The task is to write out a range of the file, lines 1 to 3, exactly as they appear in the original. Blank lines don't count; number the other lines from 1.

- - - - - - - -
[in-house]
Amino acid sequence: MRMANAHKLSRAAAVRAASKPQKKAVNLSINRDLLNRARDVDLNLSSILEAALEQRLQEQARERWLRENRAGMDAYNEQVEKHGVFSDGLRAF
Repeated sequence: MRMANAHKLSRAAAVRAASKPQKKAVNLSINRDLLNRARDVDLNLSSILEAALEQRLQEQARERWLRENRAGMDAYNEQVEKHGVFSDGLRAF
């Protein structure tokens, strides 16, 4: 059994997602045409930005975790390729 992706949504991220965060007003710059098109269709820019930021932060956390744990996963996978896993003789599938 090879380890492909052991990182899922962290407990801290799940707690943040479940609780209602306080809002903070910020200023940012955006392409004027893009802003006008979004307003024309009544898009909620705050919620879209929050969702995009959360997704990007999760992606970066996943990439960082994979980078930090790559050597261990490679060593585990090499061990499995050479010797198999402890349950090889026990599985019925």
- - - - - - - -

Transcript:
[in-house]
Amino acid sequence: MRMANAHKLSRAAAVRAASKPQKKAVNLSINRDLLNRARDVDLNLSSILEAALEQRLQEQARERWLRENRAGMDAYNEQVEKHGVFSDGLRAF
Repeated sequence: MRMANAHKLSRAAAVRAASKPQKKAVNLSINRDLLNRARDVDLNLSSILEAALEQRLQEQARERWLRENRAGMDAYNEQVEKHGVFSDGLRAF